Hillandale: Century-old Durham icon getting facelift
As the director of golf at Hillandale Golf Course, Karl Kimball often surveys the course and asks: “What will this look like 20 years from now?”
In recent years, he didn’t like the answers.
With that in mind, the Durham landmark is taking a break this summer. The 101-year old course is closed for a much-needed facelift. Hillandale will re-open Aug. 2.
“Our putting surfaces haven’t really had anything done to them,” Kimball said. “The tee boxes are 50 years old, they settle, they become unlevel. It just wasn’t a very good experience for our customers.”
And that wasn’t good enough for Kimball, who came to Hillandale in 2007. Back then, Hillandale kept pace with newer venues, in part, by relying on a foundation that was set up specifically to subsidize the public course. But when the economy took a turn for the worse in 2008, the course began to suffer. “The fund was being hit too frequently and too heavily,” he said.
“The telltale sign for me was a couple years ago when we had that really hot summer. We were off about 18 percent in our play, while everyone around us was off from 4 to 6 percent. That was telling me our product was not up to par.”
Hillandale nearly closed its doors – possibly for good – last October when no buyer made a suitable offer for the course. Facing the inevitable, Kimball took a position at Bright’s Creek Golf Club, a private Tom Fazio design in Western North Carolina. Then came a solution that made sense for everyone. With the course in the hands of Sun Trust Bank, Hillandale was gifted to the city of Durham. Kimball formed a management team and returned to operate the course after just two months in the mountains.
That’s when he made the decision to embark on all the heavy lifting.
“The Bermuda that was on our bent grass greens was going to continue to proliferate,” he said. “It was consuming large areas of the playing surfaces. We’ve got a plan; we know what’s in front of us. We’re not going into this blind by any measure.”
Beginning in late May, Kimball assembled various specialists to start the overhaul, reshaping five greens, plus the tee boxes at No. 8 and 15. Crews are building an entirely new tee on No. 3, which will add length to the hole. Other projects include additional drainage, clearing weeds and adding new turf on the putting surfaces.
The greens, in particular, will receive a great deal of attention. Once the old turf is eradicated, the soil is replenished with nutrients and the greens are top dressed. Every 40 minutes the new surface will receive 10 minutes of water.
“It’s going to be smooth and fast,” he said. “This material thrives in the heat. It’s just a good move for the golf course and our customers.”
It’s no coincidence that Kimball is so mindful of the paying customer. Hillandale hosts more than 40,000 rounds each year.
“We recognize there is a tremendous responsibility to the Durham community,” he said. “This 100-year-old icon represents a lot of things to a lot of people. For some, it’s a place where people first learned to play golf in the 1940s and 50s. I spoke to a woman the other day who told me she learned to play golf at Hillandale in a junior camp 20 years ago.”
For Laura Christensen, Hillandale was a must-find. After moving from Southern California five years ago, she needed somewhere to work on her game and play a weekly round.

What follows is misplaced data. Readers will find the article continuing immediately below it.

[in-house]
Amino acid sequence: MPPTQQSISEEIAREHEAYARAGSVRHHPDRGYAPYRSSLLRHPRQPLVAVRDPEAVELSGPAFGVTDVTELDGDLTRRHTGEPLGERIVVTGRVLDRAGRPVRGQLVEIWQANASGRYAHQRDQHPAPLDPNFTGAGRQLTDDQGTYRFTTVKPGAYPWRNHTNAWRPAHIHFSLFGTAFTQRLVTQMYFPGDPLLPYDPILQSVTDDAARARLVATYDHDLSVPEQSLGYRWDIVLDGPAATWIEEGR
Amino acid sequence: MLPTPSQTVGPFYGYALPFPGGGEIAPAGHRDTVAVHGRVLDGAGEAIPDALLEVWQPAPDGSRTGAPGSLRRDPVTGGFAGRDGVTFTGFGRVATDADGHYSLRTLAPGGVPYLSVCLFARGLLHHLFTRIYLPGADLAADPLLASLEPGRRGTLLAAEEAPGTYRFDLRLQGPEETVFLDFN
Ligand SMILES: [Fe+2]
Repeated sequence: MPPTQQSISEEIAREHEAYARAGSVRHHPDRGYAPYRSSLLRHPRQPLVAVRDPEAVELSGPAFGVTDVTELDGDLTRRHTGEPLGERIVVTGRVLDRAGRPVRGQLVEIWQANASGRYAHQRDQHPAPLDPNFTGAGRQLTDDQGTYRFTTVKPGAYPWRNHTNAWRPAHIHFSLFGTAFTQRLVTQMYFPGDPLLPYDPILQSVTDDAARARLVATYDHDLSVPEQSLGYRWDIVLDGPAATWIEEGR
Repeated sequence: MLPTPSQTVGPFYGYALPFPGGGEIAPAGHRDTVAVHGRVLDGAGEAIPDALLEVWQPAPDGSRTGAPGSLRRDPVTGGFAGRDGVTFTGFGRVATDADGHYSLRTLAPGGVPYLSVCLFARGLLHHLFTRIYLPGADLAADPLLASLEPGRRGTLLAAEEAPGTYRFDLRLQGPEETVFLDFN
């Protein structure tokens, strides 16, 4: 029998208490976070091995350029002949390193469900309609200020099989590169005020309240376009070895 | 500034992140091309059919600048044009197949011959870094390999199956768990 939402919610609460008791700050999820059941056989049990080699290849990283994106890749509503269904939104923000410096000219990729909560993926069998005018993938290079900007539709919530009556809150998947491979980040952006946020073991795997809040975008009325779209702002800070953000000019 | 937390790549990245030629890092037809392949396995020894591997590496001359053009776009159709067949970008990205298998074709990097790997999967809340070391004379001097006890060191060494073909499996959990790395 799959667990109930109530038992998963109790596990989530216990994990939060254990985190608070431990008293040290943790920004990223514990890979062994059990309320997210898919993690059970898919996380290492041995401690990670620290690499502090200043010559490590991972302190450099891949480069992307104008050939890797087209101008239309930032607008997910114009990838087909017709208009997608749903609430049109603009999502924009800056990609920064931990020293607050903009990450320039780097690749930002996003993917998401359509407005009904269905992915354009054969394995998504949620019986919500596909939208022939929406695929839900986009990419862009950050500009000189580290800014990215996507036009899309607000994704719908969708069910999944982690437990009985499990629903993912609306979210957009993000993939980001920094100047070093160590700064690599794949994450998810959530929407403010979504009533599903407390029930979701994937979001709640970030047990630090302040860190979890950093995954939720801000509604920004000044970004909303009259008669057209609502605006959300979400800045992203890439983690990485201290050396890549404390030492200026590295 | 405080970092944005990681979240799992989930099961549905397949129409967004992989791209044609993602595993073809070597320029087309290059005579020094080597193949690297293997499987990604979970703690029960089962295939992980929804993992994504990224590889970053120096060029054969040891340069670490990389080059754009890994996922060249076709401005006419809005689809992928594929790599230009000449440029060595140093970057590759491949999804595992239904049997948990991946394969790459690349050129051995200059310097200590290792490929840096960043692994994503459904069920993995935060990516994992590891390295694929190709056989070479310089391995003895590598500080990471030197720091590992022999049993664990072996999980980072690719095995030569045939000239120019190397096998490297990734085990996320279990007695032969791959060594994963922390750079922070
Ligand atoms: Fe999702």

“When you walk in the door, it’s very professional, but it has a family-type feeling,” said Christensen, a retired chiropractor. “I love the challenge. It isn’t easy, but it’s not outrageously difficult. Every hole is different.
“It’s obvious how much Karl Kimball loves that place. I was thrilled when he came back. I knew he would make a good course great.”
To that end, Kimball is getting his hands dirty – and so is everybody else.
“I had my 12-year-old son Chase out there,” he said with a laugh. “We were cutting sod and laying it. It’s kind of an all-hands-on-deck project.”
That goes for the instructors, too.
“I had never mowed a blade of grass on a golf course in my life, and I spent eight hours out here mowing one day,” said Joe May, Hillandale’s head golf professional. “It’s a cool process and I’m learning a lot. I can’t wait to roll some putts out here.”
The new putting surfaces will receive careful scrutiny from Kimball. No longer will they pose an unreasonable challenge for the average golfer.
“The greens were too steep from back to front. The ball wouldn’t stay on the green,” said Kimball, adding that the improved drainage will enhance the experience, too. “If you have heavy rain, you don’t want to have what we call birdbaths. The water has to keep moving on the putting surface, so you give it several places to exit.”
For now, Hillandale’s regulars still have a place to practice. The driving range and golf shop will remain open through the summer. The staff will also run clinics.
Kimball hasn’t overlooked much, tweaking many of the little amenities that improve the experience at an old course in a new era. Niblick’s Grille, for example, now has seating for 28. And when you pass through the golf shop, you can keep up with the rest of the sports world on three wide-screen TVs.
“During baseball season, we will have a couple games on, and the same thing in football season,” says Kimball, before remembering the course’s bread-and-butter. “And of course, the Golf Channel is always on one of them.”
Those little perks may not be on the same scale with the course upgrades, but Kimball figures its all part of the big picture. “We want our customers to feel like they have gained value when they play Hillandale in the future,” he says.